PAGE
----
Off-Campus Housing Fair introduces students to property managers, utilities


Claire Barnett

Vanderbilt on Saturday, August 18, 2018. (Photo by Claire Barnett)

Caitlin David

On Nov. 7, the Office of Housing and Residential Education (OHARE) held an Off-Campus Housing Fair in Lupton Formal Lounge, following the University’s announcement that there would be a significant increase in the number of students allowed to live off-campus next year. At the fair, students were able to meet utilities providers and the property managers of various off-campus options.

In the 2018-2019 school year, 350 fourth-year students were granted permission to live off-campus. With West End construction necessitating the teardown of Carmichael Towers West in May, OHARE increased this number to 600 spots and opened the off-campus application process to third-year students.

While students approved for off-campus housing are responsible for securing their own housing and utilities, the Off-Campus Housing Fair allowed interested students to meet with property managers and learn about pricing specials for Vanderbilt students. The distance of these properties from Vanderbilt’s campus varied, from directly bordering campus to twenty minutes away. The full list of properties can be found here.

“I’m happy they’re doing this fair,” junior Miranda Cross said. “I’m surprised to see that some properties closer to campus are not represented. Also, I would love to see the housing office post more coaching through the process. I feel like the tear-down of Towers sprung up so suddenly.”

Current students can expect greater access to off-campus housing for the remainder at their time at Vanderbilt. According to Alison Matarese, the Director of Housing Assignments, an increased number of off-campus spots is likely to continue with the demolition of Carmichael Towers East in 2020.

“There’s a pretty aggressive construction schedule for the next five years,” said Matarese.

According to Matarese, information will be sent to students and parents explaining the off-campus application process in more detail in upcoming weeks. The application process will be identical to previous years. Students can sign up in roommate groups, and selection is randomly driven by seniority. Students can also apply to live by themselves.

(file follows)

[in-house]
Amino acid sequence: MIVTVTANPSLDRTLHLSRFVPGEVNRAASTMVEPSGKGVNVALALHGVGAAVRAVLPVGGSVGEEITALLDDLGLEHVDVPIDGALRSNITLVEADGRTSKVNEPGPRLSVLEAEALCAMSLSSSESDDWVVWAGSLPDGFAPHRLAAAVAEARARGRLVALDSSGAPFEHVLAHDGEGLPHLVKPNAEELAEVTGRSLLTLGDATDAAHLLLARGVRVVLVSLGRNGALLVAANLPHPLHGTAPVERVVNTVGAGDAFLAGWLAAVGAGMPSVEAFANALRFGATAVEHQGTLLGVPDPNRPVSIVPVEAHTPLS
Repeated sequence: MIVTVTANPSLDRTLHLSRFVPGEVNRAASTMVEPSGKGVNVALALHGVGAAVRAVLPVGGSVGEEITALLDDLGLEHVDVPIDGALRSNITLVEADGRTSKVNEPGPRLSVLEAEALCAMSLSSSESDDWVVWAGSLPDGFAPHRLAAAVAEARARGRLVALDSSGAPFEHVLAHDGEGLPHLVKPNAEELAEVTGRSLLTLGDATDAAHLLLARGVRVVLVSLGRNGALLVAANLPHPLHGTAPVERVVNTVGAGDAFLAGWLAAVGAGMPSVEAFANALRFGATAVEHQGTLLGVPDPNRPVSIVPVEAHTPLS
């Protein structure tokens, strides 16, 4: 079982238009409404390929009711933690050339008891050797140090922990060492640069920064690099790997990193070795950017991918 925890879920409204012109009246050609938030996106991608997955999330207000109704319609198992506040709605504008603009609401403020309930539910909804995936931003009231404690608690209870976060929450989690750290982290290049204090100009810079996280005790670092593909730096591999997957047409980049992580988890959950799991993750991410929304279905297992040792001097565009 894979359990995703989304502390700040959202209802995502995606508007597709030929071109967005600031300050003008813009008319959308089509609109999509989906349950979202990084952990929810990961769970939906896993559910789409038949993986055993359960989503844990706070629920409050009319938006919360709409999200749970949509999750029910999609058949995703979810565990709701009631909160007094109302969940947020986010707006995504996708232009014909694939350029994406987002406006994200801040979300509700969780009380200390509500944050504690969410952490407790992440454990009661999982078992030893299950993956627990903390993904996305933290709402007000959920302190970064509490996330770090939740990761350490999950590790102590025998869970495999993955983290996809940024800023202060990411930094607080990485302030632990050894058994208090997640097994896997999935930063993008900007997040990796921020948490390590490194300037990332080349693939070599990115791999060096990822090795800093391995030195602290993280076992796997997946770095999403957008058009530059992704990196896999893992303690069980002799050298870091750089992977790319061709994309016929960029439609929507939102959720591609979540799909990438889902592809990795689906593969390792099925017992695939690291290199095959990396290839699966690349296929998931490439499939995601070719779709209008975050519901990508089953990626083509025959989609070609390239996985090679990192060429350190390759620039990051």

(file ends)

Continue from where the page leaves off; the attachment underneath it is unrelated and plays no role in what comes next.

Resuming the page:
“If they let more people go off campus and wouldn’t squish everyone in these tiny rooms, we’d be happier,” sophomore Sydney Ross said. “A highland apartment is awesome, but it’s a lot with four people because the rooms are so small.”

Six Vanderbilt-owned off campus properties were represented at the fair, including Village at Vanderbilt, Wesley Place, Midtown Square, Barbizon Apartments, Mills Midtown and 1808 Edgehilll. There is an expedited process for renting in these properties, as property managers only require proof of student status and the approval letter from OHARE granting permission to live off-campus.

The fair also provided information about renter insurance and utility providers for students. Many, but not all, of the properties at the fair offered discounted rates for Vanderbilt students. The potentially higher cost of living off-campus makes it a less appealing option to some students.

“I’m staying on campus so I don’t have to furnish anything,” sophomore Allie Jin said.

Financial aid may not transfer to many off-campus properties. OHARE advises students with financial aid packages to ask their financial aid officer about the implications of living off-campus.

“Off campus is a fine option for those who can make it work, but it is important to go in informed about the additional responsibilities one will have,” junior Iliana Yanes said. “Cheaper rent off-campus does not account for the implicit costs of Vanderbilt housing: Allied Universal officers providing security, VUPD and VUsafe services, the ability to get a room change due to roommate conflict or accommodations, weekly cleaning services, and not having to deal with a landlord or subletting.”